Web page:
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New Zealand aims for grid completely powered by renewables by 2035

New Zealand considering special visas for climate refugees

October 31, 2017 by  
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Impacts of climate change , like rising sea levels , will likely soon force people to abandon their land . Now the new government of New Zealand is considering action. They’re thinking about creating an experimental visa category for people prompted to leave their homes because of climate change. People living on some Pacific islands could be displaced because of sea level rise, and New Zealand might help out. Climate change minister James Shaw recently told Radio New Zealand there could be an “experimental humanitarian visa category” for people from the Pacific, saying, “It is a piece of work that we intend to do in partnership with the Pacific islands.” Related: Five Pacific Ocean islands have already disappeared because of climate change Some people have already applied to be refugees in New Zealand because of climate change – and have been turned away. Radio New Zealand reported , just days before Shaw’s announcement, the cases of two families from the island nation of Tuvalu who had applied to be New Zealand’s first climate refugees , only to be rejected. The tribunal said they didn’t risk persecution due to race, nationality, religion, or membership in a religious or political group under the 1951 refugee convention, according to The Guardian . Alberto Costi, international environmental law expert at Victoria University of Wellington , told The Guardian, “The conditions are pretty strict and really apply to persecution. These people who arrive here hoping to seek asylum on environmental grounds are bound to be sent back to their home countries.” And the Tuvalu families aren’t the only people who have been turned away. Ioane Teitiota of Kiribati applied to be the world’s first climate change refugee in 2014. New Zealand’s supreme court dismissed Teitiota’s case, and he was deported. Costi expressed interest in Shaw’s idea but told The Guardian there would need to be clear guidelines – one issue would be how to legally determine whether or not a climate change refugee was able to still reside in their home country. Via The Guardian Images via Depositphotos and Wikimedia Commons

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New Zealand considering special visas for climate refugees

The free grocery store fighting food waste and hunger

September 13, 2017 by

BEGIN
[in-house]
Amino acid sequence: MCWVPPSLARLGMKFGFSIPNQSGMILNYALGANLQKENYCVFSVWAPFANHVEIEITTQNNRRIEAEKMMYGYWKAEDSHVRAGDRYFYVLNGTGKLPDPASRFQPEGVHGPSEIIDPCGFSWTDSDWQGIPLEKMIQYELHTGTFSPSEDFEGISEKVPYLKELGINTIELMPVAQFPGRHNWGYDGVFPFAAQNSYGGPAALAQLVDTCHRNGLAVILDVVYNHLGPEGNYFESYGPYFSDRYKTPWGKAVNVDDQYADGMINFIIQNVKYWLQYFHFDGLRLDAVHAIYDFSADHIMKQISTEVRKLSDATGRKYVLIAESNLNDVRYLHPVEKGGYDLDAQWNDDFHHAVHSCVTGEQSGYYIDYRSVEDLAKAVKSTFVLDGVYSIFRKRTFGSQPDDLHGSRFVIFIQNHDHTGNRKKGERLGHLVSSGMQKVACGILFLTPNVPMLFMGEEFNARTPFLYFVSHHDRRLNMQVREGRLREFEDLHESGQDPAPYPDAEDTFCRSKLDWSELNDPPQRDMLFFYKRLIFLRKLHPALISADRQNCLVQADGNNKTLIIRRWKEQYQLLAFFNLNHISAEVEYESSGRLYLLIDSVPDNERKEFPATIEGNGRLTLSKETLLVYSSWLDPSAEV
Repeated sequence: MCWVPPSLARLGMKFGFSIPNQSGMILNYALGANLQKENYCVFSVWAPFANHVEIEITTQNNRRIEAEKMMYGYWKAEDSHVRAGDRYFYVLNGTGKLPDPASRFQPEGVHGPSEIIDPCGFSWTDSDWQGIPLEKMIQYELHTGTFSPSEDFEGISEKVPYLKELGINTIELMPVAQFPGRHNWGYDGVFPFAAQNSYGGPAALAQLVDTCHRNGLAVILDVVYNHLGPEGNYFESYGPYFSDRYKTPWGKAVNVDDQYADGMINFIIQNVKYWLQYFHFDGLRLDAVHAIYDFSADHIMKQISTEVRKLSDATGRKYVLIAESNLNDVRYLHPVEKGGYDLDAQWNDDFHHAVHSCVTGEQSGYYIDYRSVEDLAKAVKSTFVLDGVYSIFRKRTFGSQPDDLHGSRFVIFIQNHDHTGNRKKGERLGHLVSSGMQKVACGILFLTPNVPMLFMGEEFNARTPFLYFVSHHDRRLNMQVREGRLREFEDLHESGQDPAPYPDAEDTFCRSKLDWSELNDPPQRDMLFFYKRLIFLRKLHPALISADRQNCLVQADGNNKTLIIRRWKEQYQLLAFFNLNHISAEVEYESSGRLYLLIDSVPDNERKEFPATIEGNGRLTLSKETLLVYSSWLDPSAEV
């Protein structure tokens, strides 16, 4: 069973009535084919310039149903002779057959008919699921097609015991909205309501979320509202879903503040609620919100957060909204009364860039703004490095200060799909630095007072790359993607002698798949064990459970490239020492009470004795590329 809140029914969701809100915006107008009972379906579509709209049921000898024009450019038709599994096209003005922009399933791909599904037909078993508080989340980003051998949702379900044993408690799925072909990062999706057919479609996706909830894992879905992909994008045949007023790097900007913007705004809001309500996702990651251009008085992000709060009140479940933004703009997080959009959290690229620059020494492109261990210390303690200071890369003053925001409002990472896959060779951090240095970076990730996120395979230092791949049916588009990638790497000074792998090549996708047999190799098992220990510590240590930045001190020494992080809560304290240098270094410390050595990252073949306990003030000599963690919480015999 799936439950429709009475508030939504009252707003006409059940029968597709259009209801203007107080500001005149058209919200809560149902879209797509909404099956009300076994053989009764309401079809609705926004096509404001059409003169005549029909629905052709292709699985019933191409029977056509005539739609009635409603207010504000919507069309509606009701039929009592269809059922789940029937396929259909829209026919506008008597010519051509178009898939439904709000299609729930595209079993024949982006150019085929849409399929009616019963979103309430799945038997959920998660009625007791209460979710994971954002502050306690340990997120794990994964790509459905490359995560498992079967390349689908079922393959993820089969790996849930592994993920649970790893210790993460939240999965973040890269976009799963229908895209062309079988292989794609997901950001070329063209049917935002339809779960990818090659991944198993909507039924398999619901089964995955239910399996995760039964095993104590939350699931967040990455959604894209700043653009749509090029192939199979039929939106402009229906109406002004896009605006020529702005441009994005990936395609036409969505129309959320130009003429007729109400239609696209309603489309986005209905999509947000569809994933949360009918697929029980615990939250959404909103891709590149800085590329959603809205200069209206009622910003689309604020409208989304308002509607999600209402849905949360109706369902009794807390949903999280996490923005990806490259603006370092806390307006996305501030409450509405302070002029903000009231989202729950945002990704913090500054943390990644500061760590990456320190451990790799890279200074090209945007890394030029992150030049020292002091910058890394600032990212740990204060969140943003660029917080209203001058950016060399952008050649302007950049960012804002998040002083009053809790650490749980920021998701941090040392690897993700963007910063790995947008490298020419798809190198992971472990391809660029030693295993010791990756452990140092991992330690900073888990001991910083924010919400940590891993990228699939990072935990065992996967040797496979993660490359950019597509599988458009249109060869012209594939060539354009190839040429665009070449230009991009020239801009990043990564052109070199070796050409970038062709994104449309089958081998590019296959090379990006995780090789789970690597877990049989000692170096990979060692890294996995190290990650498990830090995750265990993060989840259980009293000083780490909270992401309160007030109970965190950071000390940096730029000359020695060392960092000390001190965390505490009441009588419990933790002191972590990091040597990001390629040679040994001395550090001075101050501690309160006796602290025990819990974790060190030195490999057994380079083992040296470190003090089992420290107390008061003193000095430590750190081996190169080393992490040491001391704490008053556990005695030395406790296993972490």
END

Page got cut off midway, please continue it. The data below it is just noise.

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The Free Store, a non-profit organization and grocery store based in Wellington, New Zealand, is serving food for free and aiding in the fight against food waste . Originally started as a two-week-long art project by artist Kim Paton in 2010, the store has now grown into a more permanent institution, stocking its shelves with surplus food from bakeries and supermarkets. In redistributing free food that would otherwise have gone to waste, the Free Store has proven to be a valuable community space. “There are no conditions on who can come to The Free Store,” said co-founder and director Benjamin Johnson. “There are no criteria. Anybody can come for whatever reason and take whatever they want.” Food waste is a major social problem in New Zealand , as it is in much of the industrialized world. Kiwis, or residents of New Zealand, dispose of approximately $625 million worth of food (120,000 tons) each year. Globally, it is estimated that total food waste weighs up to 1.3 billion tons. Meanwhile, people still go hungry. “We saw the potential in an untapped food supply. You had food that was perfectly good to eat, and then you had people that were hungry . We could facilitate a connection between the two,” said Johnson. Related: Britain’s first zero-waste store is packaging-free and only sells ethical goods The Free Store is made possible through support from volunteers , donors, and around 65 suppliers, located around Wellington city center eager to put their surplus food to good use. According to Johnson, the Free Store distributes between 800 to 1,500 food items each weeknight between 6 PM and 7 PM, averaging about 250,000 food items; that amounts to $1 million worth of food saved per year. Since its establishment, the Free Store has spread to four locations throughout New Zealand, adapting their model and funding structure to fit each area. “All you need is a space to operate from, surplus food, people who need the food and will come and take it, volunteers, and a committed group of people who can actually do it,” said Johnson. “There has to be local ownership. In every area where there’s a Free Store, there needs to be a deeply rooted community of people.” + The Free Store Via EcoWatch Images via The Free Store